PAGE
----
If ever there was a car that fits the classic roadster with modern-day usability and reliability remit perfectly, surely, it’s the MX-5. It’s an agile, two-seater convertible with its engine at the front and its drive to the rear. In 2.0 litre form its 4-cylinder twin-cam engine produces 184bhp, its playful handling is now near legendary, and thanks to its light weight and 6 speed gearbox there’s promise of over 40 mpg. Now in its 30th year of continued production it’s no wonder it’s the world’s best-selling two-seater convertible.

Also, it just so happens that when Mazda were designing the original MX-5 they took more than a little inspiration from the original Lotus Elite and Elan – both of which Jim Clark raced, and advertised.

There’s a famous Lotus advert (right) in which Clark in full highland dress sits on the front wing of his red Elan reg: 997 NUR, in the yard at his farm at Edington Mains. The tag-line reads: I drive my Lotus Elan for pleasure – not because I have to.  

Needless to say, I asked for a red MX-5; Mazda sent a white one. Oh well… Jim Clark had a white Lotus Elite. He had a white Elan too. As a works Lotus driver, it turns out he had few of them.

Putting those very tenuous links aside – apart that is from the fact our northern excursion also coincided with both the weekend of this year’s Le Mans 24 hours and the 60th anniversary of Jim Clark competing in his first Le Mans (in an Elite), that we too planned driving purely for pleasure, and that at 5’7” tall Jim was the same height as me – we headed to Tyneside.

As suspected the MX-5 proved to be the perfect accompaniment to our pilgrimage. Its compact cabin is cosy and well insulated when the weather takes a turn for the worse; it’s comfy enough to cruise at motorway speeds for at least a couple of hours between pit-stops; and when the sun comes out, with just one simple clip, you can drop the roof in seconds. It also benefits from such luxuries as climate control, touch screen sat-nav, Bluetooth, DAB, cruise control, and multiple air-bags as standard. Plus, there’s heated seats – for the late evening open-top cruise around town of course!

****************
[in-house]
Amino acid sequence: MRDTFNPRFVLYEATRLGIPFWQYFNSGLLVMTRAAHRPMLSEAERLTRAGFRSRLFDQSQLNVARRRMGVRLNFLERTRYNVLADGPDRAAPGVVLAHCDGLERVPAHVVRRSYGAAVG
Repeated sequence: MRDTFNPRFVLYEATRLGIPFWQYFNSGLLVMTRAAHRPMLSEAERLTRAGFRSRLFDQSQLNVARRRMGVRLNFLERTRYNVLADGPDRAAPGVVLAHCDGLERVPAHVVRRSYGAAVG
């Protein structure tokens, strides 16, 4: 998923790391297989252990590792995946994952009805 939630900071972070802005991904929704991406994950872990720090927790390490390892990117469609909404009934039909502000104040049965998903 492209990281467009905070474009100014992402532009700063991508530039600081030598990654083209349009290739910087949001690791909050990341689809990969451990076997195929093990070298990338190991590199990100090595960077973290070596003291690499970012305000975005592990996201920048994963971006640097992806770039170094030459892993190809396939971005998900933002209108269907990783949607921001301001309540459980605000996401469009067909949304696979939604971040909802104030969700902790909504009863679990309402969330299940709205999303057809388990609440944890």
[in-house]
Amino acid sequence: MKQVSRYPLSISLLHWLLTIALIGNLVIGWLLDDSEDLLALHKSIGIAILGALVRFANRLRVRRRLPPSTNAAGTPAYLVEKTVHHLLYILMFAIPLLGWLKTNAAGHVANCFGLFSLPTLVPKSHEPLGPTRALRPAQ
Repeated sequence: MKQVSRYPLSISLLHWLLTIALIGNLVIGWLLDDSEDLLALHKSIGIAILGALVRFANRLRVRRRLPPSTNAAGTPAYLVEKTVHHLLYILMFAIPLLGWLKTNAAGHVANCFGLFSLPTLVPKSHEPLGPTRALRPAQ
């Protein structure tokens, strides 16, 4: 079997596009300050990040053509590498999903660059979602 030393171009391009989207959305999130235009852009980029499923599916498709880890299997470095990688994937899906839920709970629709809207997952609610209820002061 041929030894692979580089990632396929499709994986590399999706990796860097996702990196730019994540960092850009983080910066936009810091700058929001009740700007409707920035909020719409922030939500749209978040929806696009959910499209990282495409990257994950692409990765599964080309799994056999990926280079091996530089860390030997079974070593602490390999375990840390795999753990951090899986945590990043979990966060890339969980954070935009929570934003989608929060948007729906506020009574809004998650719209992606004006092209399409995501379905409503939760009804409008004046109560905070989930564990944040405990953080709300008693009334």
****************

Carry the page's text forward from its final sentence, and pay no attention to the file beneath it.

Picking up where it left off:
Bamburgh Castle

The view of Farne Islands from Bamburgh beach

After a good night’s sleep and hearty breakfast in Newcastle’s Hotel du Vin (recommended, very swish!) as planned we took the Northumberland coast road. The scenery, to put it simply: It’s stunning. If empty white sandy beaches and castles aplenty are your thing you should go. If only we’d had more time to explore, Holy Island and Lindisfarne Priory will have to wait for another day.

The Jim Clark Museum under construction

And so too, for us at least, will the Jim Clark rooms in Duns.

This little museum on the High Street is set to reopen on July 11th, after an extensive refurbishment funded purely by donations. It will play host to a number of cars raced by this little market town’s most famous son, as well as what promises to be a fine collection of his trophies and other personal effects.

Typical, after all that planning we still arrived 3 weeks too early. On the way back to Newcastle we missed the turning for Chaterhall airfield too, it’s where Jim Clark tried a racing car for the very first time.

Jim Clark memorabilia

We’ll be back. I might give Lotus a call….

Mazda MX-5 2.0 SE-L Nav

Engine: SKYACTIV G 1,998cc, 4Cyl, DOHC 16V Petrol

Transmission: 6-speed manual. Rear wheel drive

Power: 184 bhp @ 6,000rpm

Torque: 152 lbft @ 4,600rpm

Weight: 975kg

0-62mph: 6.5 sec

Max Speed: 133 mph

MPG: 40.9 combined

CO2: 156g/km

PRICE: from £22,795

Many thanks to Martine at Mazda’s UK press office for the loan of the MX-5